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Case Study: Asleep Deep Brain Stimulation Brings Relief to Patients with Movement Disorders

The USC Deep Brain Stimulation Center, part of Keck Medicine of USC, offers deep brain stimulation to patients while they are asleep, an option that may make patients more receptive to the procedure.

Deep brain stimulation (DBS) is an option for patients with movement disorders whose symptoms can’t be controlled by medications and psychological treatments alone. Approximately 20% of patients with movement disorders like Parkinson’s disease, essential tremor and dystonia may qualify for DBS to help control their disabling symptoms. This surgical procedure involves implanting electrodes in the brain to deliver targeted electrical stimulation. This stimulation modulates neural circuits that cause uncontrolled movements.

While DBS patients are usually awake during surgery, the USC Deep Brain Stimulation Center at Keck Medicine of USC stands out as the only center in southern California that can perform the procedure with the patient asleep.

“Many patients and providers see images from awake DBS procedures and think it looks uncomfortable,” explained Brian Lee, MD, a Keck Medicine neurosurgeon who specializes in performing asleep DBS. “Asleep DBS is a more attractive option because you go to sleep, and then you wake up and the surgery is done.” 

Xenos Mason, MD, a neurologist with Keck Medicine and an assistant professor of clinical neurological surgery and neurology at the Keck School of Medicine of USC, said the idea of being awake during a brain procedure is an obstacle for some patients. The ability to perform DBS surgery with the patient asleep “removes one barrier to having this surgery, which can be life-changing.” 

It was a major reason why one patient chose Keck Medicine for her care.

The Situation

The patient, a woman in her 60s with Parkinson’s disease and levodopa-induced dyskinesia, “had such severe excess movements that she could barely butter toast or brush her teeth,” Dr. Mason said. The movements also caused balance problems and increased her risk of falling.

“She was the perfect candidate for DBS because she had responded well to medication in the past,” he added. But over time, “the side effects of the drugs prevented her from having good function throughout the day, and she had started to experience wide fluctuations in her level of symptom control.”

MRI-Guided DBS

During a traditional DBS surgery, while the patient is awake, physicians collect neurophysiologic data that helps determine the best placement for the electrodes. Dr. Mason said that at Keck Medicine, specialists can achieve the same results by doing the surgery inside the MRI scanner with the patient asleep.

“The data consistently suggest that using interoperative MRI produces the same outcomes as awake DBS,” Dr. Mason said. The female patient was more comfortable with asleep DBS, he explained, and the data gave her the confidence to proceed.

Another benefit of asleep DBS is the ability to keep the patient still. “Before undergoing awake DBS, patients have to pause their medications, which means they may move around in the operating room because of their tremor,” Dr. Lee said.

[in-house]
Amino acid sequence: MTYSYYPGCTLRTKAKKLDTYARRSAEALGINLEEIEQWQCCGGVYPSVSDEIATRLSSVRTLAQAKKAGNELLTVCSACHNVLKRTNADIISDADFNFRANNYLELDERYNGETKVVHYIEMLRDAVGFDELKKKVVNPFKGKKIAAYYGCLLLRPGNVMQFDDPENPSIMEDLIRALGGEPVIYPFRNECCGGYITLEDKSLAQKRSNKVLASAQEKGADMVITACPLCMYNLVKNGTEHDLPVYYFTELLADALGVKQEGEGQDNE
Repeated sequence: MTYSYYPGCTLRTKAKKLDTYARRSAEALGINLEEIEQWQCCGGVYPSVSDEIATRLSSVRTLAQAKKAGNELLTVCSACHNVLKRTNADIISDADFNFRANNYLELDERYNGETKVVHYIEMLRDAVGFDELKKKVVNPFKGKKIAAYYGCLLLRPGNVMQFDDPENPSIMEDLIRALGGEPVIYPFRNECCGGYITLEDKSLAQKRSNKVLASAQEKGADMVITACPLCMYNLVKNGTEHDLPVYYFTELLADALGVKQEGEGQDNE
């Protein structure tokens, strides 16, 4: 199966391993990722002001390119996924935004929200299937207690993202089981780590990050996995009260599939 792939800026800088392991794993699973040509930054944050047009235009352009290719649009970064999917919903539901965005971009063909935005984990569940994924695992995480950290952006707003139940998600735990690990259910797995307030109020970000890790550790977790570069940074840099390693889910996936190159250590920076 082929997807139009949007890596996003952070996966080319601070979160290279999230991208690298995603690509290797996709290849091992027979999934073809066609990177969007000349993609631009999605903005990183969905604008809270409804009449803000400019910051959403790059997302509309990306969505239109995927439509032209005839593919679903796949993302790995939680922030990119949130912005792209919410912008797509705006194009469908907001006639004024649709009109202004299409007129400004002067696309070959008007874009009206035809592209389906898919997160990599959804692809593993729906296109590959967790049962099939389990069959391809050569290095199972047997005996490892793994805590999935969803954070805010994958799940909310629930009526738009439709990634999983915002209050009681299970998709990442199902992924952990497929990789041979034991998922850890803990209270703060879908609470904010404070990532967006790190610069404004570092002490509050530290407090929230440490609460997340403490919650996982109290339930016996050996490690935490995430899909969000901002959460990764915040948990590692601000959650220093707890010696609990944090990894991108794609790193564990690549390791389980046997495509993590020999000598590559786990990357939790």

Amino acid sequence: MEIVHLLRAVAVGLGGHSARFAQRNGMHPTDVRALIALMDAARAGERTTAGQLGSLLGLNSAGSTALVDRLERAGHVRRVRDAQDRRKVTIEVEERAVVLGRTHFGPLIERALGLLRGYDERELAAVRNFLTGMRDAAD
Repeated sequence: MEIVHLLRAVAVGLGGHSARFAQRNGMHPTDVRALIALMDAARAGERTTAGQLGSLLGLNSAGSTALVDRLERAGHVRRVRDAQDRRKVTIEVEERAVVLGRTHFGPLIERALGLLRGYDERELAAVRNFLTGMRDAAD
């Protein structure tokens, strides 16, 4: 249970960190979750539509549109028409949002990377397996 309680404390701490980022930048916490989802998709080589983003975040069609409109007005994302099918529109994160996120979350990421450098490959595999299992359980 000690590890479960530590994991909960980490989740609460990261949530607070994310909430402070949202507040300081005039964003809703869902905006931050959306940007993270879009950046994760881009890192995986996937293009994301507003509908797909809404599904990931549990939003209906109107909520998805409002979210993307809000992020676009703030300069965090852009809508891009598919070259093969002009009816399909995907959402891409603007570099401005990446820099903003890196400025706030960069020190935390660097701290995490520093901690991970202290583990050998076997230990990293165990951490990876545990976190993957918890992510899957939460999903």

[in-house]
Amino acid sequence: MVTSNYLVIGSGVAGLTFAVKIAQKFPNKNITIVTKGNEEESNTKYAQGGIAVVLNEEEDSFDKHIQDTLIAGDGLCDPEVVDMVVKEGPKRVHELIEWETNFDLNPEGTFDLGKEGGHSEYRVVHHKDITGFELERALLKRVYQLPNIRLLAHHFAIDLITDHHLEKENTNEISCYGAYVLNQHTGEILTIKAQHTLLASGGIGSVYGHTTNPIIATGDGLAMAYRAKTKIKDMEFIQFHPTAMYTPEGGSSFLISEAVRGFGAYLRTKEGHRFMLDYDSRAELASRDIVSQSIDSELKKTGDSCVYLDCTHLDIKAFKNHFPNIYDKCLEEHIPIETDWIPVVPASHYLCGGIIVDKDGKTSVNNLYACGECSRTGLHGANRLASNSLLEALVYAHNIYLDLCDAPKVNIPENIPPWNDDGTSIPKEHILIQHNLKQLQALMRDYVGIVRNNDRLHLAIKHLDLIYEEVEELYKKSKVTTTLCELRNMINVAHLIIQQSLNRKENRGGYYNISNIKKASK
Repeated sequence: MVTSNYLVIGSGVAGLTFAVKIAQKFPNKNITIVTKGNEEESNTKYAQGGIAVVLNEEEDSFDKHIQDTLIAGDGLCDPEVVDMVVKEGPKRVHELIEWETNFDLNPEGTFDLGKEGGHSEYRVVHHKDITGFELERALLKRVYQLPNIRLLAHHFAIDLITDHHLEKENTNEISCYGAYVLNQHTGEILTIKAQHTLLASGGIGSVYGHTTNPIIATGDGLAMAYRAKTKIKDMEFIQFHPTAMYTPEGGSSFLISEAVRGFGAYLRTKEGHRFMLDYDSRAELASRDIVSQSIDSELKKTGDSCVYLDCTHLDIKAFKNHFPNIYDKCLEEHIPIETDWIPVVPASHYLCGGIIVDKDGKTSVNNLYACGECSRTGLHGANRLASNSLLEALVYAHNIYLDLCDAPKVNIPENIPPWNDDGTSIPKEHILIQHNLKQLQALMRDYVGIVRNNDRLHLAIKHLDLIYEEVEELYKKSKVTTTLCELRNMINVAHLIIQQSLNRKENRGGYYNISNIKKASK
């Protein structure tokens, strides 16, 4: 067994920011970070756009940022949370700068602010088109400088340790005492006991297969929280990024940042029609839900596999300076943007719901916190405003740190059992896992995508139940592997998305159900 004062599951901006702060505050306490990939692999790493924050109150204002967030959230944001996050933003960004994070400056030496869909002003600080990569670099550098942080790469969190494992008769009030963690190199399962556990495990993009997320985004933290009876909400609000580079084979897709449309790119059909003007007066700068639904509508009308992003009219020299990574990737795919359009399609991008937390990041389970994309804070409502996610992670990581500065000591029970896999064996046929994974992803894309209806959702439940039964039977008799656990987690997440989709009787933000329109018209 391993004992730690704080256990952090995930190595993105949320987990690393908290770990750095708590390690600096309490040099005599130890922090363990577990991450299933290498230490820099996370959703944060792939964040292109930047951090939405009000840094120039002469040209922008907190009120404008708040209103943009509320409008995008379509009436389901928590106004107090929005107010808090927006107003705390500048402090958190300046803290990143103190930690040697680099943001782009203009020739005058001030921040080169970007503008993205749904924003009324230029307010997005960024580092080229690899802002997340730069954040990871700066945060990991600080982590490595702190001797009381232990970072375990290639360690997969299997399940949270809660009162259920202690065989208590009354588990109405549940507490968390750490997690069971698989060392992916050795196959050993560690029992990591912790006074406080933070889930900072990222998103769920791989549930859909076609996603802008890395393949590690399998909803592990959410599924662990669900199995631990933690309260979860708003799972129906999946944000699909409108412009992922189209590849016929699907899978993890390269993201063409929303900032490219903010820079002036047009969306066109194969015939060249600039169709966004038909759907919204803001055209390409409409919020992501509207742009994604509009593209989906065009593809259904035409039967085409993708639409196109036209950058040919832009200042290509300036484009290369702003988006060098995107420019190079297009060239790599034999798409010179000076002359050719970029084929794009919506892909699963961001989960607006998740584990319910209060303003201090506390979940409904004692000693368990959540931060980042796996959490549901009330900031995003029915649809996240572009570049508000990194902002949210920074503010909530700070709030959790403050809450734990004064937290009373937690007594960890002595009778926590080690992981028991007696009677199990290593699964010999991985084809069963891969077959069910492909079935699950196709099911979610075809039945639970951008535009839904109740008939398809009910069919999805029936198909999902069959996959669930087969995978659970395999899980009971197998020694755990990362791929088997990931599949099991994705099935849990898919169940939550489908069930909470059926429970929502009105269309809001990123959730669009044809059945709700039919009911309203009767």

“It’s a safety issue because they may injure themselves while attached to the equipment. But with asleep DBS, patients can stay on their regular medications.” 

Dr. Lee added that asleep DBS avoids communication issues that can arise during an awake procedure when patients must follow instructions. “Parkinson’s patients oftentimes have hoarseness or low-volume speech, so trying to speak in a noisy operating room is challenging,” he said.

“In my experience, patients who don’t speak English natively also favor the asleep technique because they don’t need to worry about the communication barrier.”

The Results

After surgery, DBS patients meet with a neurologist to activate the device and fine-tune the location, intensity and frequency of the electrical pulses. This process is the same whether surgery was performed with the patient awake or asleep.

The patient has responded well to DBS since undergoing the surgery in mid-2023. “Our main concern was reducing her involuntary movements, and that’s exactly what we’ve accomplished,” Dr. Mason said. 

“Her movements are about 95% improved, and she has regained function and confidence.” 

Leaders in DBS 

Keck Medicine is one of the few medical centers in the United States with neurosurgeons who have completed the special training necessary to perform asleep DBS. 

The procedure also requires a unique space since it is performed inside an MRI scanner. The USC Deep Brain Stimulation Center invested in “retrofitting an entire MRI suite into a surgical space,” Dr. Mason said.

While DBS doesn’t prevent movement disorders like Parkinson’s disease from progressing, it has the potential to significantly improve a patient’s quality of life.

USC Deep Brain Stimulation Center

The USC Deep Brain Stimulation Center provides care to decrease the symptoms of dystonia, essential tremor and other movement disorders, such as Parkinson’s disease. Specialists use deep brain stimulation (DBS) when other medical and psychological treatments do not improve a patient’s condition. The USC Deep Brain Stimulation Center is the only neurology center in southern California to provide an advanced DBS technique using real-time magnetic resonance imaging (MRI) guidance that lets patients sleep during the procedure. The center’s multidisciplinary team includes neurologists, neurosurgeons, psychiatrists, nurse practitioners, clinical psychologists, neuropsychologists and social workers.